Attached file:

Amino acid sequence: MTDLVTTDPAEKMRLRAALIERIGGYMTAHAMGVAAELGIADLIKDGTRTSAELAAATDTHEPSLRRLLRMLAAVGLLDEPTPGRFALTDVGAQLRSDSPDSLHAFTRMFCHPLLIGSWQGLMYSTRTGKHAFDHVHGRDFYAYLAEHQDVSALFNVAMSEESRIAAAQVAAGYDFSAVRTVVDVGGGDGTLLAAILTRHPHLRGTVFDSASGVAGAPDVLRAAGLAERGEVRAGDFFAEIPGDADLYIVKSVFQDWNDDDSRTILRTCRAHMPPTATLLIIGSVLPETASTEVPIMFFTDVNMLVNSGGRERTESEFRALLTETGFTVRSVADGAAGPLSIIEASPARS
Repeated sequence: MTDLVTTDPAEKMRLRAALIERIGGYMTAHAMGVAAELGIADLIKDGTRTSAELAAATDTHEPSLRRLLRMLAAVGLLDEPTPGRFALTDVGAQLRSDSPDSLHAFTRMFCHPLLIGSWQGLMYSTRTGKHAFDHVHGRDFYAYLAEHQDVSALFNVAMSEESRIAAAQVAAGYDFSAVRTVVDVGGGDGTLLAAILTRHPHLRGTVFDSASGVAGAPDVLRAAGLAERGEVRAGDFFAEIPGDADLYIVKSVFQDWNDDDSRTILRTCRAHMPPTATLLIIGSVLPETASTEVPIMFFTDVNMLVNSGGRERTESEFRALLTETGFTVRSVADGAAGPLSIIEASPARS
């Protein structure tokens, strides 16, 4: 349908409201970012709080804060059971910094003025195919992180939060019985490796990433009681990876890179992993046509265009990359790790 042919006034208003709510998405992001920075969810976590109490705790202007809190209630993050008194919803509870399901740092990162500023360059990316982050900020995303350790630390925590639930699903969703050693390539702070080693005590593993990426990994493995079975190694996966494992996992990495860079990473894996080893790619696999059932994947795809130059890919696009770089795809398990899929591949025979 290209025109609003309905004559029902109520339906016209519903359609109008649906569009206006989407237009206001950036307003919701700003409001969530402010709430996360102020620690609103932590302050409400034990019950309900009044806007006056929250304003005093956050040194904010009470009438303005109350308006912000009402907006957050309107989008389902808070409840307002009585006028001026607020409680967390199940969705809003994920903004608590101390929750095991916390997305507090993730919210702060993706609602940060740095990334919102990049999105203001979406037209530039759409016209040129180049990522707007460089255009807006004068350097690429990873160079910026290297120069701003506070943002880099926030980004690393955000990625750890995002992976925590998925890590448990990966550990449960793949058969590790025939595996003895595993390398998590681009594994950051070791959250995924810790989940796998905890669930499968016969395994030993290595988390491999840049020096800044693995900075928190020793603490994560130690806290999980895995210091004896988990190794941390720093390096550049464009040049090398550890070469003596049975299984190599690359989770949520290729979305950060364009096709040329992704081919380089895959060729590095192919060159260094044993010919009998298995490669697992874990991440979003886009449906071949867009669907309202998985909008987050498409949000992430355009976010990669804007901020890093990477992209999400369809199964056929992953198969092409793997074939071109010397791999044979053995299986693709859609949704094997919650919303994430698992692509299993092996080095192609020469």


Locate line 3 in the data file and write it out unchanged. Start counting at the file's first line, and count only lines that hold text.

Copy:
């Protein structure tokens, strides 16, 4: 349908409201970012709080804060059971910094003025195919992180939060019985490796990433009681990876890179992993046509265009990359790790 042919006034208003709510998405992001920075969810976590109490705790202007809190209630993050008194919803509870399901740092990162500023360059990316982050900020995303350790630390925590639930699903969703050693390539702070080693005590593993990426990994493995079975190694996966494992996992990495860079990473894996080893790619696999059932994947795809130059890919696009770089795809398990899929591949025979 290209025109609003309905004559029902109520339906016209519903359609109008649906569009206006989407237009206001950036307003919701700003409001969530402010709430996360102020620690609103932590302050409400034990019950309900009044806007006056929250304003005093956050040194904010009470009438303005109350308006912000009402907006957050309107989008389902808070409840307002009585006028001026607020409680967390199940969705809003994920903004608590101390929750095991916390997305507090993730919210702060993706609602940060740095990334919102990049999105203001979406037209530039759409016209040129180049990522707007460089255009807006004068350097690429990873160079910026290297120069701003506070943002880099926030980004690393955000990625750890995002992976925590998925890590448990990966550990449960793949058969590790025939595996003895595993390398998590681009594994950051070791959250995924810790989940796998905890669930499968016969395994030993290595988390491999840049020096800044693995900075928190020793603490994560130690806290999980895995210091004896988990190794941390720093390096550049464009040049090398550890070469003596049975299984190599690359989770949520290729979305950060364009096709040329992704081919380089895959060729590095192919060159260094044993010919009998298995490669697992874990991440979003886009449906071949867009669907309202998985909008987050498409949000992430355009976010990669804007901020890093990477992209999400369809199964056929992953198969092409793997074939071109010397791999044979053995299986693709859609949704094997919650919303994430698992692509299993092996080095192609020469």